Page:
Those drawn toward and committed to exploring contemplative practices firsthand in an open, dedicated and more rigorous fashion will find here assistance on their journey toward fulfillment.

(Marcia Howton Inquiring Mind 1900-01-00)

About the Author

B. Alan Wallace, founder and director of the Institute for the Interdisciplinary Study of Consciousness, studied physics as an undergraduate at Amherst College and received his Ph.D. in religious studies from Stanford University. Wallace trained for many years as a monk in Buddhist monasteries in India and Switzerland and has taught Buddhist theory and practice in Europe and America since 1976. He also served as interpreter for numerous Tibetan scholars and contemplatives, including the Dalai Lama. His other published works include Choosing Reality: A Buddhist View of Physics and the Mind, The Bridge of Quiescence: Experiencing Buddhist Meditation, and The Taboo of Subjectivity: Toward a New Science of Consciousness.


Product Details

  • Series: Columbia Series in Science and Religion
  • Hardcover: 432 pages
  • Publisher: Columbia University Press (April 15, 2003)
  • Language: English
  • ISBN-10: 0231123345
  • ISBN-13: 978-0231123341
  • Product Dimensions: 9.4 x 6.3 x 1.2 inches
  • Shipping Weight: 1.6 pounds
  • Average Customer Review: 4.0 out of 5 stars  See all reviews (1 customer review)
  • Amazon Best Sellers Rank: #4,550,202 in Books (See Top 100 in Books)

More About the Author

Trained for ten years in Buddhist monasteries in India and Switzerland, Alan Wallace has taught Buddhist theory and practice in Europe and America since 1976; and he has served as interpreter for numerous Tibetan scholars and contemplatives, including H. H. the Dalai Lama. After graduating summa cum laude from Amherst College, where he studied physics and the philosophy of science, he earned a doctorate in religious studies at Stanford University.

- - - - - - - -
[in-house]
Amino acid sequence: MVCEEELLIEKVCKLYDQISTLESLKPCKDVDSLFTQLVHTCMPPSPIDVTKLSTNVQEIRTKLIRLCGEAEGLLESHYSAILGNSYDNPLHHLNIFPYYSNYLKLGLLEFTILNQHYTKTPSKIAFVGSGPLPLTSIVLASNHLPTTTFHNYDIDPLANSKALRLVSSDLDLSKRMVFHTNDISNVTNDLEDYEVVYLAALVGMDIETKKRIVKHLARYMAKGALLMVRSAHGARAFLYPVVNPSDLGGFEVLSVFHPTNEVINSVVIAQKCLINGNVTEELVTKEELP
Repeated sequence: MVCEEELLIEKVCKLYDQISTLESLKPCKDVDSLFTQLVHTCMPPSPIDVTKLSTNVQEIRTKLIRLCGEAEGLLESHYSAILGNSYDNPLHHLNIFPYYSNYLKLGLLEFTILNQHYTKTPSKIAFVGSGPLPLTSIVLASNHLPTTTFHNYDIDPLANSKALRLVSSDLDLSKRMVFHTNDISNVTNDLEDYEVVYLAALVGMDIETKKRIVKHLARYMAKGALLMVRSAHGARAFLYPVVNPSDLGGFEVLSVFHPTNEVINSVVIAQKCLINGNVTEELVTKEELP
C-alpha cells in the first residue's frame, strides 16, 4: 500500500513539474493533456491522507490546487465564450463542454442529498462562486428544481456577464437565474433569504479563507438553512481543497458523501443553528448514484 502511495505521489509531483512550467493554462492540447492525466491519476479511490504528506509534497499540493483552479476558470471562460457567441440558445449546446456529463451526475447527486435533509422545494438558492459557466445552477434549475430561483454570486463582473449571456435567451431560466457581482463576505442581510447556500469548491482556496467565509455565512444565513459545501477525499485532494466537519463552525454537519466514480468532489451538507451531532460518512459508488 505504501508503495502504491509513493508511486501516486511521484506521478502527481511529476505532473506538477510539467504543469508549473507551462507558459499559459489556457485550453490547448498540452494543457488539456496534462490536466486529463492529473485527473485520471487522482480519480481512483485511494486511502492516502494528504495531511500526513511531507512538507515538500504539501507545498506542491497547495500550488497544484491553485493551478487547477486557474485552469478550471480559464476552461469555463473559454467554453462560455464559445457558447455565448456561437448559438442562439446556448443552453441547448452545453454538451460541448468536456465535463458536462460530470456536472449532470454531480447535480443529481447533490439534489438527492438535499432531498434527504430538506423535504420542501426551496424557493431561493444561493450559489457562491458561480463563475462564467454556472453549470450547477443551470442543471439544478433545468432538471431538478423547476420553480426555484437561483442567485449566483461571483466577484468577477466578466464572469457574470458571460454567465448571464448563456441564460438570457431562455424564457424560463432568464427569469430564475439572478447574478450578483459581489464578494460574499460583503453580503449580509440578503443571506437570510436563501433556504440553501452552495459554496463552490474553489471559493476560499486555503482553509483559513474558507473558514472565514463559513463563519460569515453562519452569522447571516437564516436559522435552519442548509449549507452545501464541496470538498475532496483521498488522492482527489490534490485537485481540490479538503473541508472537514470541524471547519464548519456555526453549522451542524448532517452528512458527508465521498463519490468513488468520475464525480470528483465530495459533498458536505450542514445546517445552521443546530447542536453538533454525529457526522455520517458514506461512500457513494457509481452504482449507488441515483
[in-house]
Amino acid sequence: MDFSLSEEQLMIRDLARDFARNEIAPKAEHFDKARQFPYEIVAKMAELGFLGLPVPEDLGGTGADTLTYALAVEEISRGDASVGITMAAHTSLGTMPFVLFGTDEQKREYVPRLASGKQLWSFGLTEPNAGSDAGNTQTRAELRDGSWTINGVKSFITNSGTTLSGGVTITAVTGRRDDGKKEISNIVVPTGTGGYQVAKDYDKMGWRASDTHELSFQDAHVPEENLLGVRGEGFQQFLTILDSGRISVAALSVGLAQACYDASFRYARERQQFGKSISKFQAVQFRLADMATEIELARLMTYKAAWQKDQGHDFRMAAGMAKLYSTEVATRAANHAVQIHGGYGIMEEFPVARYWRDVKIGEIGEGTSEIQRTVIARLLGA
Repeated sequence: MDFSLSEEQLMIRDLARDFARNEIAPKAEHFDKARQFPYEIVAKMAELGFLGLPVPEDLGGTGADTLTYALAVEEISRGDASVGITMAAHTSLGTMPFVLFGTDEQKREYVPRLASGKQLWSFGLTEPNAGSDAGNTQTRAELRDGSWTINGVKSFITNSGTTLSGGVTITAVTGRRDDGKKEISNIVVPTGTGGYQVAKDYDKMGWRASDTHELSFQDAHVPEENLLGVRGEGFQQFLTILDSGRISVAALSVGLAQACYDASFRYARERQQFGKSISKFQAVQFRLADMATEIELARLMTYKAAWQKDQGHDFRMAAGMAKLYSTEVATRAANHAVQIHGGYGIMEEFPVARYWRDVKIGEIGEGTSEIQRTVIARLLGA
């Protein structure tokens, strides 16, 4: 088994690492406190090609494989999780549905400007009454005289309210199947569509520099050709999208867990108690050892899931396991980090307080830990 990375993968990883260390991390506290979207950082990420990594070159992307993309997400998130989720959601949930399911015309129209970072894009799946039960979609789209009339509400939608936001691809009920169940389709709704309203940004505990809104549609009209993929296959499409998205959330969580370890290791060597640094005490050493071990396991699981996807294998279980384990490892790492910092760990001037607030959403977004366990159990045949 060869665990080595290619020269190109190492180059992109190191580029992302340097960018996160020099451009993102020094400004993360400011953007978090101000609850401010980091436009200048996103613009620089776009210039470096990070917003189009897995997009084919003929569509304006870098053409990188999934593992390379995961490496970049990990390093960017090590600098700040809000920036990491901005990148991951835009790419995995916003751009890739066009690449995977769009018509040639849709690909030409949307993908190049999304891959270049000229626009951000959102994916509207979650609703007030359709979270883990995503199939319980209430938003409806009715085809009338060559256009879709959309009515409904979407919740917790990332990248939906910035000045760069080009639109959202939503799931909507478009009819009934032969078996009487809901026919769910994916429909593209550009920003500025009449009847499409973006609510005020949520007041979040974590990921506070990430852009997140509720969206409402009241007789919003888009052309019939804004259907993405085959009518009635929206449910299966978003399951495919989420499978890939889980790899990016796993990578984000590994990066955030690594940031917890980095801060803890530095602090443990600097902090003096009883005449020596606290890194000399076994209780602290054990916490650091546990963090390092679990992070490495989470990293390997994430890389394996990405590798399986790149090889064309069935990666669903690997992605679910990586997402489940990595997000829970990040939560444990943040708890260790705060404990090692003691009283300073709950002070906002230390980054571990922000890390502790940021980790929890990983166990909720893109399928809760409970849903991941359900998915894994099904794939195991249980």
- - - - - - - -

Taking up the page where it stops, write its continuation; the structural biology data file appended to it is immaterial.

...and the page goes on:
He has edited, translated, authored, or contributed to more than thirty books on Tibetan Buddhism, medicine, language, and culture, as well as the interface between religion and science. He teaches in the Department of Religious Studies at the University of California, Santa Barbara, where he is launching one program in Tibetan Buddhist studies and another in science and religion. His published works include The Bridge of Quiescence: Experiencing Buddhist Meditation), Choosing Reality: A Buddhist View of Physics and the Mind, and Tibetan Buddhism From the Ground Up.

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9 of 11 people found the following review helpful
4.0 out of 5 stars Interesting collection of essays May 31, 2009
Format:Paperback
This is an interesting and informative collection of essays illustrating some of the many facets of the relationship of Buddhism and modern science.

Not only does it capture the harmony and complementarity of Buddhist & scientific understanding of the self and nature, it also argues decisively against the pseudo-scientific and relativist ideas found in the New-Age and "post-modernist" fads.

In the end, one is impressed with the degree to which this ancient methodology of self knowledge is compatible with the scientific method. It really offers a spirituality that does not fly in the face of the evidence around us.